To say I was surprised at the dearth of bullshit in any of these searches is an understatement. I can only assume that the pressure being put on social media and other internet-based organisations, to help prevent misinformation and lies being spread, is having an effect. It may also be the fact that Covid-19 has demonstrated that vaccines have had a significant effect of cutting down the severity of the disease and the death rate among those who contract it. So, the days of drinking bleach, taking hyrdroxychloroquine, horse de-wormer, or sticking an ultraviolet light down your gullet are fading despite the occasional cretin still rabbiting on about one or other of them. It may also be the fact that the effects of climate change are becoming more and more obvious as the months pass, such that many, even among those who would normally vote for conservative parties, have reached their ‘Oh, shit!’ moment, with the realisation that we are heading for disaster, and that conservative parties may have hastened the approach of that disaster. I hope that is the case, not that we are heading for disaster, but the fact that the gullible are starting to realise that they have been lied to.


  1. https://blotreport.com/2023/03/07/argument-is-futile/
  2. https://newcastle.nsw.gov.au/library/home
  3. https://reddoorstore.com.au/products/websters-twentieth-century-dictionary-unabridged
  4. https://www.etsy.com/au/listing/979327508/1768-britannica-encyclopaedia-year-1963?show_sold_out_detail=1&ref=nla_listing_details
  5. https://en.wikipedia.org/wiki/Chemtrail_conspiracy_theory


  • Mark Dougall says:

    I use Google a lot. Much more than the encyclopedias that just sit idle in our bookcase, or the dictionaries, or the thesaurus. As you note when you use Google you invariably get reliable information quickly. If you Google Google to ask how they provide their information you will see that everyone gets basically the same preferences, which use things like location, but also the relevance and reliability of the information source to the query. So Google will not give a nutjob nutjob shit. They will get the good stuff, just like everybody else. The problem is that the nutjobs do not often use Google. They actually think that Google is part of whatever conspiracy it is that they are besotted by at the time.They instead go to alternative search engines which actually do give priority to some of the more outlandish, and particularly right wing, type results. In particular Rumble. On the rare occasions that they do use a reliable search engine (and Google is one of several) they simply keep looking until they get the answer they want to see. They are not interested in the Mayo Clinic, or NOAA. They want something that says that covid is a hoax, or that climate change is not real. Many people do not know how to use a search engine at all, and they don’t. They only get information from facebook, or word of mouth. They are not good with technology although they are constantly using it. They also, as I suggested to you a week or so ago, get misled by people who they follow on social media, such as some politicians, or, as George Monbiot pointed out in the Guardian just recently, people like Russell Brand, or Kanye West. When popular, or seemingly important people indulge in conspiracy theory fantasy it helps to ensnare gullible and naive individuals. That helps the Trumps and Putins of the world.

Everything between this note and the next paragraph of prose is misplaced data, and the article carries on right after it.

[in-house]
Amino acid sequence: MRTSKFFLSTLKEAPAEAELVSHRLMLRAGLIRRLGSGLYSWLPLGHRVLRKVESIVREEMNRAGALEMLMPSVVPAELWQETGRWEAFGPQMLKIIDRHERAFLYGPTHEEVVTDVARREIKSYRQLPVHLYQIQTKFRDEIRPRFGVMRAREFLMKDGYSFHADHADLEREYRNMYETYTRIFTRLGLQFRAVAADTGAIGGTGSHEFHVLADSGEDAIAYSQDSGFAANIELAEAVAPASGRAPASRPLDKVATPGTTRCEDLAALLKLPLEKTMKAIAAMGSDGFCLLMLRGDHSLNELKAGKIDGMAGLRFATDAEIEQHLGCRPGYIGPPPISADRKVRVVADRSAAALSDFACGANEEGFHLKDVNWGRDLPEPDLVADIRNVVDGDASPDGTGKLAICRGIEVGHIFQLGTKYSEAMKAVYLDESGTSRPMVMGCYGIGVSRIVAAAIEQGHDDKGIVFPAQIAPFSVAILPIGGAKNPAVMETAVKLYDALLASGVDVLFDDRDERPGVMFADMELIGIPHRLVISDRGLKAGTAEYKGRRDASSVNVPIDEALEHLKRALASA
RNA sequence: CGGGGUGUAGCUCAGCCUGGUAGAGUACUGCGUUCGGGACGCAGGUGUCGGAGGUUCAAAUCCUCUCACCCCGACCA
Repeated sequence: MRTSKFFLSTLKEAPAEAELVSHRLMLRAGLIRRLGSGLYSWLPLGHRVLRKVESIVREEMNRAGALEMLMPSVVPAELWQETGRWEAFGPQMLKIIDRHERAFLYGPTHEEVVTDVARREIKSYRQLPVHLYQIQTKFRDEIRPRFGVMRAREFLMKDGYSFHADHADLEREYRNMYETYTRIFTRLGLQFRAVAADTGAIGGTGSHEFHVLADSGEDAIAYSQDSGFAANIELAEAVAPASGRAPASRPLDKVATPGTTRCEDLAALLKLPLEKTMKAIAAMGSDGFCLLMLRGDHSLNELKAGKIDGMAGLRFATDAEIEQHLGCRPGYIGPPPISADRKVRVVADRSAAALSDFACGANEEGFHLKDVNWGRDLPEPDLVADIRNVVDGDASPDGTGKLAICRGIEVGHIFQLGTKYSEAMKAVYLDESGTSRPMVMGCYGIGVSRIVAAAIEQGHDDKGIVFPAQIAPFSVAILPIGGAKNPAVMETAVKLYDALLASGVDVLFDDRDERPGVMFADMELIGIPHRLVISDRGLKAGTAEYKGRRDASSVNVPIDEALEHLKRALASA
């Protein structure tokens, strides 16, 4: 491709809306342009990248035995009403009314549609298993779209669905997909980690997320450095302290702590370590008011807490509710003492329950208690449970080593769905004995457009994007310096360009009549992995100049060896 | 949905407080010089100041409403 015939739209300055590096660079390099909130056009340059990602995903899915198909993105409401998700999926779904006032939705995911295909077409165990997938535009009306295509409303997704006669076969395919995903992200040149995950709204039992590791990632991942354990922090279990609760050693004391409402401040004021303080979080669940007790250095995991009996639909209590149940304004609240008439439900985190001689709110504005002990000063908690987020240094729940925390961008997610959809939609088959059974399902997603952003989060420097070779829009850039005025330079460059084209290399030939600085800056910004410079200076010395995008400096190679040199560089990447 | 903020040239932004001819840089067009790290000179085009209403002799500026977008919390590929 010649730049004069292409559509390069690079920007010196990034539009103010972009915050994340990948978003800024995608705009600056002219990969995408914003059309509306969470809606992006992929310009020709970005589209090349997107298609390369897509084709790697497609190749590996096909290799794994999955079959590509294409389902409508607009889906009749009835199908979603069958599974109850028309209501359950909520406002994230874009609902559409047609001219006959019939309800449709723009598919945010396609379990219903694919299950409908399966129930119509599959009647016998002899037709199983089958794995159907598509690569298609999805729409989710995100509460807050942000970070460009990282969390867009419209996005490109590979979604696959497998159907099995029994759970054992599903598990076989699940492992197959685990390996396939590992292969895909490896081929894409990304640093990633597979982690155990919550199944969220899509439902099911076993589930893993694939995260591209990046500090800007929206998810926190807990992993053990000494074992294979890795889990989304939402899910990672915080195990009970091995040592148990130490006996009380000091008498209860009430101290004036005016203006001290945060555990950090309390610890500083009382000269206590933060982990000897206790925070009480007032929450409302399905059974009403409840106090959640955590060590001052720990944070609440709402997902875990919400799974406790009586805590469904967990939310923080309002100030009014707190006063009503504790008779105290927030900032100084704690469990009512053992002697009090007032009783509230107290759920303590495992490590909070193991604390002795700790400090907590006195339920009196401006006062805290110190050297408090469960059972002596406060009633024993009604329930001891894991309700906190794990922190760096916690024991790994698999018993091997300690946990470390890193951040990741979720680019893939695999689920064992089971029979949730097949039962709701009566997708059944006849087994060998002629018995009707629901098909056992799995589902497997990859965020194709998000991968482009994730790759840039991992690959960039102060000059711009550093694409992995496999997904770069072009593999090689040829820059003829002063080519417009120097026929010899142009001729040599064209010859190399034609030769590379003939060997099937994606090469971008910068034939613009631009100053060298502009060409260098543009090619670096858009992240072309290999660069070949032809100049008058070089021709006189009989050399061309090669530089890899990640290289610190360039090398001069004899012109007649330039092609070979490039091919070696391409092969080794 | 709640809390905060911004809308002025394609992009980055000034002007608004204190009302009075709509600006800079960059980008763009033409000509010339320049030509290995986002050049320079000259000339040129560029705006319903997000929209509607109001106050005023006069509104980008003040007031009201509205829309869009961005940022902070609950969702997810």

• admin says:

      When we could afford a copy of Encyclopaedia Britannica, we bought one. But with the advent of the internet we gave it away to the Smith Family. I hope someone found it useful. I suspect you are right in that so many people do not use Google to find out stuff; they simply soak up the latest drivel that someone sends them via social media. I use Facebook, Twitter and Mastodon, but I don’t believe everything I see there. I suspect that I am naturally sceptical, so I rarely accept anything as true unless it is something with which I am familiar anyway, or is from what I consider a trusted source. I find it extraordinary that someone would get anything they considered useful from Kanye West or Russell Brand. I doubt that either of them are the full shilling.

  • Arthur Baker says:

    So we’ve established that a lot of people’s logical thought processes are somewhat flawed. We probably knew that anyway – if it wasn’t the case, this blog wouldn’t exist because the previous government would’ve behaved rationally and not caused Admin (and me) to shout at the television. But let that pass.

    Here on blotreport, we’re kind of annoyed by people’s irrational thoughts and the effects they’re having on our world. But get this: what if there were a way to make money out of those irrational thoughts? In particular, the crackpot ravings and conspiracy theories of QAnon.

    Blotters, I have news for you. There just might be.

    A few months ago I subscribed to an American publication called The Atlantic. It costs 60 US dollars a year (about $100 Australian) and it’s arguably one of the best online media resources I’ve encountered. I’m pretty sure it allows non-subscribers to access the full text of at least one article (maybe more) before the paywall kicks in. And if you’re a subscriber, you get full access to its entire archive. Which, really, is sensational.